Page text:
3 articles published in JoVE
Expression and Purification of the Human Lipid-sensitive Cation Channel TRPC3 for Structural Determination by Single-particle Cryo-electron Microscopy Emery Haley*1, Wooyoung Choi*1, Chen Fan1, Weinan Sun2,3, Juan Du1, Wei Lü1 1Van Andel Institute, 2Vollum Institute, 3Janelia Research Campus This protocol describes techniques used to determine ion channel structures by cryo-electron microscopy, including a baculovirus system used to efficiently express genes in mammalian cells with minimum effort and toxicity, protein extraction, purification, and quality checking, sample grid preparation and screening, as well as data collection and processing.
Fabricating Optical-quality Glass Surfaces to Study Macrophage Fusion James J. Faust1,2, Wayne Christenson3,4,5, Kyle Doudrick6, John Heddleston7, Teng-Leong Chew7, Marko Lampe8, Arnat Balabiyev1,2, Robert Ros3,4,5, Tatiana P. Ugarova1,2 1Center for Metabolic and Vascular Biology, Mayo Clinic, 2Molecular and Cellular Biosciences, School of Life Sciences, Arizona State University, 3Department of Physics, Arizona State University, 4Center for Biological Physics, Arizona State University, 5Biodesign Institute, Arizona State University, 6Department of Civil and Environmental Engineering and Earth Sciences, University of Notre Dame, 7Advanced Imaging Center, HHMI Janelia Research Campus, 8Advanced Light Microscopy Facility, European Molecular Biology Laboratory This protocol describes the fabrication of optical-quality glass surfaces adsorbed with compounds containing long-chain hydrocarbons that can be used to monitor macrophage fusion of living specimens and enables super-resolution microscopy of fixed specimens.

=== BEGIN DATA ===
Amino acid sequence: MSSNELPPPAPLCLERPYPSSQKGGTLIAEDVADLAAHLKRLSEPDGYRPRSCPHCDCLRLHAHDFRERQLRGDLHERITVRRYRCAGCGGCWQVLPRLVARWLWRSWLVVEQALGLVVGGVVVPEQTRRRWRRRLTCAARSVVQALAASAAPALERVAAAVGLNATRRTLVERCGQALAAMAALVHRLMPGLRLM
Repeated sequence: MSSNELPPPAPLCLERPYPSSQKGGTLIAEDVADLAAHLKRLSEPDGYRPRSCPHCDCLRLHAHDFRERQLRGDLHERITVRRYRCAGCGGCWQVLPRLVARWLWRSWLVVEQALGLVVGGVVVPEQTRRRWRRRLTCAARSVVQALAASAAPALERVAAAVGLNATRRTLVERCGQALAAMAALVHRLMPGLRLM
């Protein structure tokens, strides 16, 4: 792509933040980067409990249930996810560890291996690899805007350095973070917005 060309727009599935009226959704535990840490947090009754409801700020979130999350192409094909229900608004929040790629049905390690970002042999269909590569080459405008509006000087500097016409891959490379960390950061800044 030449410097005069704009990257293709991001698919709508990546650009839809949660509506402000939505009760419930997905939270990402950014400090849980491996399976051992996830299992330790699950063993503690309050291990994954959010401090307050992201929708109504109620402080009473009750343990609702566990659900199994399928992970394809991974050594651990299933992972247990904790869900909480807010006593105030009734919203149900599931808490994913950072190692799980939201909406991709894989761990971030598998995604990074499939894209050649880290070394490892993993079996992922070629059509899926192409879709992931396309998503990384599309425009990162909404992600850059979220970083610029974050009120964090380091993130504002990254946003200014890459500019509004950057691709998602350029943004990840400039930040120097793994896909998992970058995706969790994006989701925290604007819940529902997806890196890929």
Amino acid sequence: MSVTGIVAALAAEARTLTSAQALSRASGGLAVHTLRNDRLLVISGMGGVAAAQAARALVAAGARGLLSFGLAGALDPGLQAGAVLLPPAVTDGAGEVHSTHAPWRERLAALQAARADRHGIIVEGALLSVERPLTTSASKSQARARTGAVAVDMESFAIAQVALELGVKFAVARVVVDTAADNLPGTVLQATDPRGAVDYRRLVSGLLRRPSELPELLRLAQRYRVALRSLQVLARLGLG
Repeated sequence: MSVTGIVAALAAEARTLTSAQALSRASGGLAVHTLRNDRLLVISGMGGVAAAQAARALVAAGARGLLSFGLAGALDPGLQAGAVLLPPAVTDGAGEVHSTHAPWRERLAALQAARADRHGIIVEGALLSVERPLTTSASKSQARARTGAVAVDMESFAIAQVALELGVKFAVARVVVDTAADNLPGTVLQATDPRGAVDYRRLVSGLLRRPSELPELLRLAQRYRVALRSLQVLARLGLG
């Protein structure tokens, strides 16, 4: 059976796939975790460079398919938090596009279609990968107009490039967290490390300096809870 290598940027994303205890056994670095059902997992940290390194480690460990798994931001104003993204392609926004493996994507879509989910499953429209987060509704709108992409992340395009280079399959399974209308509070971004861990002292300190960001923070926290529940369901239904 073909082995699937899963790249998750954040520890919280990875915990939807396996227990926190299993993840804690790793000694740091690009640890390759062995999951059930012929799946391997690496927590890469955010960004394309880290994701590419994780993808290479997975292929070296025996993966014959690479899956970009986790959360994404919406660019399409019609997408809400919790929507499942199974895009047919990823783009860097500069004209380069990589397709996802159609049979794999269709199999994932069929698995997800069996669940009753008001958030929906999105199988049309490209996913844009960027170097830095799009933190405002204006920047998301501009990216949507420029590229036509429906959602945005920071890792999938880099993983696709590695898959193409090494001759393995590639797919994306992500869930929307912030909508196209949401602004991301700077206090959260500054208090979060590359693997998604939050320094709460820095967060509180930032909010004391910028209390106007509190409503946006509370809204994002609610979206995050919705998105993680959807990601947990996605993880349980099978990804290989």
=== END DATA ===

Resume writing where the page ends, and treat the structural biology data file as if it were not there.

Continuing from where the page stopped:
Using Light Sheet Fluorescence Microscopy to Image Zebrafish Eye Development Jaroslav Icha*1, Christopher Schmied*1, Jaydeep Sidhaye1, Pavel Tomancak1, Stephan Preibisch1,2,3, Caren Norden1 1Max Planck Institute of Molecular Cell Biology and Genetics, 2HHMI Janelia Research Campus, 3Berlin Institute of Medical Systems Biology of the Max Delbrück Center Light sheet fluorescence microscopy is an excellent tool for imaging embryonic development. It allows recording of long time-lapse movies of live embryos in near physiological conditions. We demonstrate its application for imaging zebrafish eye development across wide spatio-temporal scales and present a pipeline for fusion and deconvolution of multiview datasets.